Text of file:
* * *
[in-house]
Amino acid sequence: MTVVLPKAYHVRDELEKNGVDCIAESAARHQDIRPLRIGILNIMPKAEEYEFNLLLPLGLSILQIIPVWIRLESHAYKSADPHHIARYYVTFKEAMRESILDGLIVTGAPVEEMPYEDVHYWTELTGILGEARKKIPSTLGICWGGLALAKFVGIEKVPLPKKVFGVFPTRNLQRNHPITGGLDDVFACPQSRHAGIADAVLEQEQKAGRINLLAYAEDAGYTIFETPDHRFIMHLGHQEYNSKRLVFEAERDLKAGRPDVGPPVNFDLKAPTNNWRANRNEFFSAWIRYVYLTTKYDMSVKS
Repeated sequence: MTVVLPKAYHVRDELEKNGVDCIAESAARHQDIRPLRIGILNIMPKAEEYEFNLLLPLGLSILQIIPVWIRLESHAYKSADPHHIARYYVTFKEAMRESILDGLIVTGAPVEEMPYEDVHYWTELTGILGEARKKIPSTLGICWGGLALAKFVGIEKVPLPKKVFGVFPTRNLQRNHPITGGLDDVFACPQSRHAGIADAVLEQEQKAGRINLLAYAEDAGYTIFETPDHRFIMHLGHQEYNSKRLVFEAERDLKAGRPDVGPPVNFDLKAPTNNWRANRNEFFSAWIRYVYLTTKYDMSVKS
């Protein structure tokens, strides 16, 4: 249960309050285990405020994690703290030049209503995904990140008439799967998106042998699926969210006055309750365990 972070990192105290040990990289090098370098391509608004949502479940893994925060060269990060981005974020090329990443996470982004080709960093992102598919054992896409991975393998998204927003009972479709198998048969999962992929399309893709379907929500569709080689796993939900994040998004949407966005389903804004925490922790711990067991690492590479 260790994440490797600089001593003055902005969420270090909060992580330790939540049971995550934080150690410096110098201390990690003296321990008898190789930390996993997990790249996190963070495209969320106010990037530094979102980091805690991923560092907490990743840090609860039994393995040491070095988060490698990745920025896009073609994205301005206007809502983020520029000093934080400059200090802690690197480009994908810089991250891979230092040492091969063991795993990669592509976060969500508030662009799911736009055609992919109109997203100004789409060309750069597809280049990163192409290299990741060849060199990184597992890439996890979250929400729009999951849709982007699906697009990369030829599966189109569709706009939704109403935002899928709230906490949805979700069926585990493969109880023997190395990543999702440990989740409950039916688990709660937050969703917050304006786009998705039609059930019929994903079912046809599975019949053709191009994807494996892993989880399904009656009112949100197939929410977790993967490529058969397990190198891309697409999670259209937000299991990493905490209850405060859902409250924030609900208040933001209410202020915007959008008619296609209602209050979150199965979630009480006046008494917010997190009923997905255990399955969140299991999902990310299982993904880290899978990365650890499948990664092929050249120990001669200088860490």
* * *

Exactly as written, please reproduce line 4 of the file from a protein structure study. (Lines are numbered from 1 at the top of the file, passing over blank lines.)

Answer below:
């Protein structure tokens, strides 16, 4: 249960309050285990405020994690703290030049209503995904990140008439799967998106042998699926969210006055309750365990 972070990192105290040990990289090098370098391509608004949502479940893994925060060269990060981005974020090329990443996470982004080709960093992102598919054992896409991975393998998204927003009972479709198998048969999962992929399309893709379907929500569709080689796993939900994040998004949407966005389903804004925490922790711990067991690492590479 260790994440490797600089001593003055902005969420270090909060992580330790939540049971995550934080150690410096110098201390990690003296321990008898190789930390996993997990790249996190963070495209969320106010990037530094979102980091805690991923560092907490990743840090609860039994393995040491070095988060490698990745920025896009073609994205301005206007809502983020520029000093934080400059200090802690690197480009994908810089991250891979230092040492091969063991795993990669592509976060969500508030662009799911736009055609992919109109997203100004789409060309750069597809280049990163192409290299990741060849060199990184597992890439996890979250929400729009999951849709982007699906697009990369030829599966189109569709706009939704109403935002899928709230906490949805979700069926585990493969109880023997190395990543999702440990989740409950039916688990709660937050969703917050304006786009998705039609059930019929994903079912046809599975019949053709191009994807494996892993989880399904009656009112949100197939929410977790993967490529058969397990190198891309697409999670259209937000299991990493905490209850405060859902409250924030609900208040933001209410202020915007959008008619296609209602209050979150199965979630009480006046008494917010997190009923997905255990399955969140299991999902990310299982993904880290899978990365650890499948990664092929050249120990001669200088860490």